I was, I suppose, what one would call a 'troubled teen': bi- or uni-polar (still not certain), (voluntarily, and briefly) institutionalized, gave my parents every possible reason to fear for my continued existence. No significant drug problems, though a good-sized amount of experimentation. My parents were, and have been, stellar examples of parenting, and there is little I would have chosen to be different in our relationship - and I credit them (with a side helping of motivation on my part) with the fact that I am alive, well, and even moderately successful at 25.

The testimonies of those three children made me deeply sad. I know my mother wouldn't have gone for it (and likely not my father), but I can imagine how tempting such a panacea might have felt during one of those multi-day stretches when they hadn't the faintest idea where their fifteen-year-old daughter was (I should note, I was in college at 15 - they didn't just set me loose on the land).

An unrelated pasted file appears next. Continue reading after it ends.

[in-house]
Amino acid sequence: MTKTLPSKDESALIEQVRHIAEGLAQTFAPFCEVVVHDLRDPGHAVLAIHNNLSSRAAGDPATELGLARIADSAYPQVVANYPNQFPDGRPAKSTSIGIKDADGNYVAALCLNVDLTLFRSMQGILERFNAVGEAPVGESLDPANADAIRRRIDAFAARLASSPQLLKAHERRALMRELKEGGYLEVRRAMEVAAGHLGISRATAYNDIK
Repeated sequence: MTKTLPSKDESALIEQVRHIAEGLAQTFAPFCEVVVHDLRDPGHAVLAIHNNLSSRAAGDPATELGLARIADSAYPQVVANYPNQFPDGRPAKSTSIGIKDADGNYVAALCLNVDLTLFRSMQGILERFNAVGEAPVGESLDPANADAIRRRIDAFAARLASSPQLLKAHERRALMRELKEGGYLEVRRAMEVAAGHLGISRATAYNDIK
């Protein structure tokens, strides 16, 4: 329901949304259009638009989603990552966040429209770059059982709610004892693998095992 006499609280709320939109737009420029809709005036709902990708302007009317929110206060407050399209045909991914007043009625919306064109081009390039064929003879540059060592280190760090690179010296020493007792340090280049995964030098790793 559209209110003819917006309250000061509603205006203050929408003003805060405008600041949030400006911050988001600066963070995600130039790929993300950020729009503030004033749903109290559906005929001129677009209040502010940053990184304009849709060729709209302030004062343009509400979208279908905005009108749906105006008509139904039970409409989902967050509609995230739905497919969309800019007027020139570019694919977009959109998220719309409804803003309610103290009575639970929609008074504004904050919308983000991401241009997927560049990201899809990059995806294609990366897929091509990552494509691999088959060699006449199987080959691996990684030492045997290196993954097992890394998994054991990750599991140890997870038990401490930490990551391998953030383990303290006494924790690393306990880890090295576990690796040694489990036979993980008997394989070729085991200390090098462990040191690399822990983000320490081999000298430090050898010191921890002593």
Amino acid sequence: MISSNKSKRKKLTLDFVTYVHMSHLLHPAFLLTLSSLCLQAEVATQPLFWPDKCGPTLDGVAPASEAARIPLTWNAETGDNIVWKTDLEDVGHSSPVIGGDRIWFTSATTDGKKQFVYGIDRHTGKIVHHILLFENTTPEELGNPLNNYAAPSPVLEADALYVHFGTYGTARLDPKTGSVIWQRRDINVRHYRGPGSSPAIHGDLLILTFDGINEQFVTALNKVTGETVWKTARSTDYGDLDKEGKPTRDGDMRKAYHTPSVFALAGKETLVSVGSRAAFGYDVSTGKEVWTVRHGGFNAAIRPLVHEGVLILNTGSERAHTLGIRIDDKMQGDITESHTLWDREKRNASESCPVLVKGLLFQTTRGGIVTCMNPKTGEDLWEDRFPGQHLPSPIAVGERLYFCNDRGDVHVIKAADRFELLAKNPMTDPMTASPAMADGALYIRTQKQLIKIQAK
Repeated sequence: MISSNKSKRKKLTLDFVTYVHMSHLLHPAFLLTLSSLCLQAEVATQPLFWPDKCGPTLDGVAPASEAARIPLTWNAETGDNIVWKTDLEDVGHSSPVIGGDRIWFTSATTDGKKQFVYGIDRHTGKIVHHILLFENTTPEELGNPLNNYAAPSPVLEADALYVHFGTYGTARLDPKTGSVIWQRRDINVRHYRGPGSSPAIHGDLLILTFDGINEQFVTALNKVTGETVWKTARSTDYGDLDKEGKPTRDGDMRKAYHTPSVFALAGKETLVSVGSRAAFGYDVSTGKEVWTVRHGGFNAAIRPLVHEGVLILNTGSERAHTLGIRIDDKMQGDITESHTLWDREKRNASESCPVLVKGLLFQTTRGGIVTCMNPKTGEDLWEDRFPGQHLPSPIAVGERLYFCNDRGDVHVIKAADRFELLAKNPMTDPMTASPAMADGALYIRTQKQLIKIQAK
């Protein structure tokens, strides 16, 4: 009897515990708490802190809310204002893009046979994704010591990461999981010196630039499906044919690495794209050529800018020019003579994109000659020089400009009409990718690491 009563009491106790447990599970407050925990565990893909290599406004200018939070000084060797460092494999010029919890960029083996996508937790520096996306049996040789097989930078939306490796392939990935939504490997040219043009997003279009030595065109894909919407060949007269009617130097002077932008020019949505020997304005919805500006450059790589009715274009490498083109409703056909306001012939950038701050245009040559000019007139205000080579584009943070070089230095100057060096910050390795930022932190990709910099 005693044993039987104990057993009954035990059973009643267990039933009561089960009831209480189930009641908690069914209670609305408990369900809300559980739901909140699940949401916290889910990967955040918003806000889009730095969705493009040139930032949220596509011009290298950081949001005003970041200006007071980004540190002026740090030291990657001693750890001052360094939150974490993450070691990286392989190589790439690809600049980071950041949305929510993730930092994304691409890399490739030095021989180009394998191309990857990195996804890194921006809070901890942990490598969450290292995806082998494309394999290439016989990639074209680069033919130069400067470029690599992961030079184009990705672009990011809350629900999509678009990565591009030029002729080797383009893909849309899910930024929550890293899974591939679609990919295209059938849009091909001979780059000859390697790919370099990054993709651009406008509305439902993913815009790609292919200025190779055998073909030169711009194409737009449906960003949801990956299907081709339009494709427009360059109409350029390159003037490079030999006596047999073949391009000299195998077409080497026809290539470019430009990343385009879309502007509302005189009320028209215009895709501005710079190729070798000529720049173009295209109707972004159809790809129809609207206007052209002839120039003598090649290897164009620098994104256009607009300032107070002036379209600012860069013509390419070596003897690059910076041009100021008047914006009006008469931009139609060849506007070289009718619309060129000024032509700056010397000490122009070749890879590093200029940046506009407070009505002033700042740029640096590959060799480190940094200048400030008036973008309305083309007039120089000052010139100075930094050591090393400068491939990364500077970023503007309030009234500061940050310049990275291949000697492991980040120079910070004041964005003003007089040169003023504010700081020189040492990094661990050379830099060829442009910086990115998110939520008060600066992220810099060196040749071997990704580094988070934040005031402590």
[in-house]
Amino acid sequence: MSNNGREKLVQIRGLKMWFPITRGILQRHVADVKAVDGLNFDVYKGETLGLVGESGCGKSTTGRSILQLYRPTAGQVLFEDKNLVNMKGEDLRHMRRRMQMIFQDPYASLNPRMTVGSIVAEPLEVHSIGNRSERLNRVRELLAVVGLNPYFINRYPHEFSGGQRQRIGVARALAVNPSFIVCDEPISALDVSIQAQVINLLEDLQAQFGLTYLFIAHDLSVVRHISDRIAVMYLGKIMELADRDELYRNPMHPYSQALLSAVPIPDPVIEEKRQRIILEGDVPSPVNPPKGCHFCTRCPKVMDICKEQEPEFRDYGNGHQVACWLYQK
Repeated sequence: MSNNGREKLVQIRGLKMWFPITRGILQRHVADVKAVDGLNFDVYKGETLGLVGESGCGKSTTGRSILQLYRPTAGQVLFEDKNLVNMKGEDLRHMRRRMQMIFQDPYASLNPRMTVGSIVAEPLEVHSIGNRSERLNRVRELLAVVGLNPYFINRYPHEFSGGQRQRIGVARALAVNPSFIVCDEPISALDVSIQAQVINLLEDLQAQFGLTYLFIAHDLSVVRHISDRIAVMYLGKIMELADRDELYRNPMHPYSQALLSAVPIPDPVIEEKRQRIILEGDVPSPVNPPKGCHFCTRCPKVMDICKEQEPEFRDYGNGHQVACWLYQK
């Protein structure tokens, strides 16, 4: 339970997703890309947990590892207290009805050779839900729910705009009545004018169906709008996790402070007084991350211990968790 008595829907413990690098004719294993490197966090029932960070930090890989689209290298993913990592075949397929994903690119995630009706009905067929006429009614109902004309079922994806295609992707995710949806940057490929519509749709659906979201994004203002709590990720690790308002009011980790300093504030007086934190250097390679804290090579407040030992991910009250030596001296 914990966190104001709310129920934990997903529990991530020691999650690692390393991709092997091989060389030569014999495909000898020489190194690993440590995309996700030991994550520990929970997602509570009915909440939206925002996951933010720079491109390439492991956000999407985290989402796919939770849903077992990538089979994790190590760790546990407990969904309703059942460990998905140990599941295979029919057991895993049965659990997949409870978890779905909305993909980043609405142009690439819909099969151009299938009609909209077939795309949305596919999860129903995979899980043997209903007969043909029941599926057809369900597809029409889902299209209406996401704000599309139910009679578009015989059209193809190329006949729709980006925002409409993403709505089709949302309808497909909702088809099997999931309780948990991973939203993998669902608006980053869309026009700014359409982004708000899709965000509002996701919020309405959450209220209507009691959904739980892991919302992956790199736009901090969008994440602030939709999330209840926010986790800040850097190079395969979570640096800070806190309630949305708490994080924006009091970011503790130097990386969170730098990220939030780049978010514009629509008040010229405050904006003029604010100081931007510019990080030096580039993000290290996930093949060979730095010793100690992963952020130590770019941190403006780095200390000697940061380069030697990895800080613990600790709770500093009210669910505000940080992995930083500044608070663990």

I have had friends describe to me the infliction of behavior modification (the Skinnerists). I know of my own experience that I played whatever game I had to to get out as soon as I figured out that I did not, in fact, like the mental ward very much at all (and the games all worked).

I suppose that what I am trying to say is that while the causes and reasons are never black and white, that these 'programs' are hideous examples of some of the darkest reaches of human nature and extortionism. No doubt there are schools and programs that are doing real, positive work, but I am not sure how one would distinguish the wheat from the chaff without being a better-than-averagely-informed person. Granted, one oughtn't send their child away for three years without having some idea about the place they're going, but even that statement assumes quite a lot about parents and their various qualifications.

To paraphase Snyder (above), though, enough nonsense for my second post.
posted by babylon at 6:59 PM on September 30, 2002

I have a younger brother who spent a month in a similar program, but here in the states, and it wasn't nearly as abusive. Aside from having to drink his own urine during some kind of survival exercise, it sounds like he was treated reasonably well.